Reports coming from inside Germany indicated that a cabal of Junkers, including diplomats and military and industrial leaders, had formed to await an opportune moment to depose Hitler and make overtures of peace to the Allies. It was rumored that they had already floated a proposal for an armistice. Both Secretary of State Hull and British Minister of Information Brendan Bracken, however, discounted the report as an attempt to weaken Allied resolve to prosecute the war to unconditional surrender. They also found it unlikely that in the first instance such a group would possess sufficient authority to back up any peace agreement made with them.
In China, Chinese troops drove the Japanese from Changteh in Hunan Province, site of intense fighting for the previous two weeks, recapturing the important city.
Fifteen hundred exchanged civilian war prisoners arrived in New York after being released by the Japanese from two years of interment. Some had been captured originally in Shanghai, some in Manila. Summing their feelings, one freed prisoner exclaimed, “Damn glad to be home.”
Hal Boyle tells of the Navy's chief aerologist, Commander Richard C. Steere, who determined the proper weather for landing in North Africa, in Sicily, and in Italy, each time having to predict not only the right weather but also the proper winds and surfs to insure that thousands of troops would not be drowned during landing operations.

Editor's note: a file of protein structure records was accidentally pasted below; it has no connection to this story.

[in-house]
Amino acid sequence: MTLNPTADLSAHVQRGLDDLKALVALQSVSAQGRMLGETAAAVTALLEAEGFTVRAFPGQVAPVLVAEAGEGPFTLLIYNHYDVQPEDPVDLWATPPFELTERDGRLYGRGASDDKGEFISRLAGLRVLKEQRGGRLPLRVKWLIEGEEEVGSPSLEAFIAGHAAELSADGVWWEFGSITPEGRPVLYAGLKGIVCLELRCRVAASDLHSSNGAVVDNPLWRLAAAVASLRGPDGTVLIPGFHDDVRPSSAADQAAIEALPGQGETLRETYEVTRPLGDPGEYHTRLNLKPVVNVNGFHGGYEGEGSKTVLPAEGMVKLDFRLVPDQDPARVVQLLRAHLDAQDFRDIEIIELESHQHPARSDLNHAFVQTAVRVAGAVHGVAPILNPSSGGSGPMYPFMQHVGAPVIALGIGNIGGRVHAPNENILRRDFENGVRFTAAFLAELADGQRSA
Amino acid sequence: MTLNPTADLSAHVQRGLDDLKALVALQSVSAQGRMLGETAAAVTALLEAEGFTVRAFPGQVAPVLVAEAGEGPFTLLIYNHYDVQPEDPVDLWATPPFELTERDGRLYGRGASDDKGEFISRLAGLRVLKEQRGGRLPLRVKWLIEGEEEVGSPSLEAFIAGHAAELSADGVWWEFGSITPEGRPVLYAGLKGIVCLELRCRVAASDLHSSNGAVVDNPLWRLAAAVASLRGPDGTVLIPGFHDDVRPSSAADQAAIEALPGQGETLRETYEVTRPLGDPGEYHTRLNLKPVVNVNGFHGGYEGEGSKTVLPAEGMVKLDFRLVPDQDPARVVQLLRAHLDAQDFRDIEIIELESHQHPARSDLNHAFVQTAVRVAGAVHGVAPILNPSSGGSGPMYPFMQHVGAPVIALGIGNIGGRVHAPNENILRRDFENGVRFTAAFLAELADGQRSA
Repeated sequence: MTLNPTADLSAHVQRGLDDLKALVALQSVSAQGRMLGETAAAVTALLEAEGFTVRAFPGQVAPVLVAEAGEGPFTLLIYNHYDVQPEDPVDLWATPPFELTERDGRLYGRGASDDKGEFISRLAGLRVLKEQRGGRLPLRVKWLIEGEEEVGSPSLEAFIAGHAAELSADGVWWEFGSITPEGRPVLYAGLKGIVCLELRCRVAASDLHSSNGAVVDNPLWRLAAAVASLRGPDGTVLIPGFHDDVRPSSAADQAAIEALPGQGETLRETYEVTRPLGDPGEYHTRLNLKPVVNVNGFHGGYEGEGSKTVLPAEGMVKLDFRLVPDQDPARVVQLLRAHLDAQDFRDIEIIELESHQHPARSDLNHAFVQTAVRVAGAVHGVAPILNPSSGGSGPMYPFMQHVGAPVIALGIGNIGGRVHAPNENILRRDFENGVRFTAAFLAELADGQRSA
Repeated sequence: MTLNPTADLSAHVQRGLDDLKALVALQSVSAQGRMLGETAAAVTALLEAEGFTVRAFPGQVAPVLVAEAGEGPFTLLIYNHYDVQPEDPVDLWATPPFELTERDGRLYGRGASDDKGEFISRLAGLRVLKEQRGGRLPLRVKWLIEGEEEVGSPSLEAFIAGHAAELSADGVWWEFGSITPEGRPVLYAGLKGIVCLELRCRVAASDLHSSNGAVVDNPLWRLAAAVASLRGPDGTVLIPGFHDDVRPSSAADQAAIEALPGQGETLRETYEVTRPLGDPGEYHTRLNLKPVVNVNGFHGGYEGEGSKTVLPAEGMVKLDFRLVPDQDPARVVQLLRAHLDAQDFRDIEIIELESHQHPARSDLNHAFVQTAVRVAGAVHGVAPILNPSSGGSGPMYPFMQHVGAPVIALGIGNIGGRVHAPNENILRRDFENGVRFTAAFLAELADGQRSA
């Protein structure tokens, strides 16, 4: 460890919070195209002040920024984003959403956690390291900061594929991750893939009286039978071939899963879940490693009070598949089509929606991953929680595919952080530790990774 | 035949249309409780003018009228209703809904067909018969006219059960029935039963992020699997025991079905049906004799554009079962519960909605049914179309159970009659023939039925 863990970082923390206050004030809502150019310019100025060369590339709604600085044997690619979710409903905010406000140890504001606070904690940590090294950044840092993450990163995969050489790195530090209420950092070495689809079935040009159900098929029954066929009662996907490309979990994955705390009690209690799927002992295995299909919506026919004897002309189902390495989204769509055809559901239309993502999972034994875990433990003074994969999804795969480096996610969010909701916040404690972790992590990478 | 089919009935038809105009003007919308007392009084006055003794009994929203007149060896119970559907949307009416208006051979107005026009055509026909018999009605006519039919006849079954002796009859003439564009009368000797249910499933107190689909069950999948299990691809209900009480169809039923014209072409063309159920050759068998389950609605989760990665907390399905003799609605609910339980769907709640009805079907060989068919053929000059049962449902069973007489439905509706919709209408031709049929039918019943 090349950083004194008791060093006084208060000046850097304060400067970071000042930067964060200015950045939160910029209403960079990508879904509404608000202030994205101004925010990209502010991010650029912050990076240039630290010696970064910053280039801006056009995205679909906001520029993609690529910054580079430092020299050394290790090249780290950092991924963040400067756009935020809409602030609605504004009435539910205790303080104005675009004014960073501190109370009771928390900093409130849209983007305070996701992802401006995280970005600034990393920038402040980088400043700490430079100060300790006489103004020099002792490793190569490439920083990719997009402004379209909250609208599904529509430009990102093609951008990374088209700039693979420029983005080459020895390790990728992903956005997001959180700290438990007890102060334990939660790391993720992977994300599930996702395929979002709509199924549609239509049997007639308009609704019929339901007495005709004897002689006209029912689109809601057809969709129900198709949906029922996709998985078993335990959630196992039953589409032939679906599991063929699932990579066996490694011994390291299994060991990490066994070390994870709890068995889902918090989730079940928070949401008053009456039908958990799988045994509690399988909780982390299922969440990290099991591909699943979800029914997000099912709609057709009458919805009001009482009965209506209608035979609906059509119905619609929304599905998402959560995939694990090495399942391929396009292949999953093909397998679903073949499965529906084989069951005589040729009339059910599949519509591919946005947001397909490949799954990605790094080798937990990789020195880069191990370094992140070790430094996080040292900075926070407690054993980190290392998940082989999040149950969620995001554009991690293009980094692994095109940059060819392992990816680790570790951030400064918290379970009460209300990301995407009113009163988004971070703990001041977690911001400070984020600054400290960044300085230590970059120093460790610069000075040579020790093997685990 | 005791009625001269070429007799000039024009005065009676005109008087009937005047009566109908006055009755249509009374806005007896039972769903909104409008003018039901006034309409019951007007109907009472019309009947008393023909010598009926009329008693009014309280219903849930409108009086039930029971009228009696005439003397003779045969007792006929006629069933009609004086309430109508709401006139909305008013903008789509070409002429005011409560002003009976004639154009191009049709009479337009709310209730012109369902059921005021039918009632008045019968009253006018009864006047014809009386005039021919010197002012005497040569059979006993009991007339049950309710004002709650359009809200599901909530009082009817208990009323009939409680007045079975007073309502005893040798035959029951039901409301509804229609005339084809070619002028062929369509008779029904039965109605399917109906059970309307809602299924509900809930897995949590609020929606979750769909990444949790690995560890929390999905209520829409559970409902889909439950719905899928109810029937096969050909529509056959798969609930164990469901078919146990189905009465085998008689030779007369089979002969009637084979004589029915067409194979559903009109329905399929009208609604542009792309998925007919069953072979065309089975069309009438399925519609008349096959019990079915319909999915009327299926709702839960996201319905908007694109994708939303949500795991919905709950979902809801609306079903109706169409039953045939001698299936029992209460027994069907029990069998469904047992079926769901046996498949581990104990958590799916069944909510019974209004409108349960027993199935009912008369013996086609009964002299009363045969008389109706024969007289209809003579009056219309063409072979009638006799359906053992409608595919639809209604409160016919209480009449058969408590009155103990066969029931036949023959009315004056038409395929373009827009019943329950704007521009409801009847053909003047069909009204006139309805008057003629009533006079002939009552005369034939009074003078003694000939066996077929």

Locally, a man walked into the Charlotte Courthouse and summoned a former Alabama policeman awaiting the start of his trial on occupying a room for immoral purposes by cohabiting with a seventeen-year old girl. The man told the former policeman that he had a personal message to deliver in private. The ex-policeman eventually followed the man to the police station whereupon the man whipped out a pistol, declared that, as with his son shooting Japanese at Guadalcanal, he was "killing yellow rats at home", and opened fire, shooting four times at the former police officer, wounding him twice in the lower abdomen, albeit non-seriously. It turned out that the man was the father of the seventeen-year old girl.
And starting Sunday, the OPA announced, the public could obtain grapefruit juice as well as other citrus juices, canned soups, and canned sauerkraut without rationing points.
Thus, presumably, it was revealed why the Government had bought up all the sauerkraut in the country, as queried recently of the Budget Director by Congressman John Dingell of Michigan, set forth in Drew Pearson's column the previous week.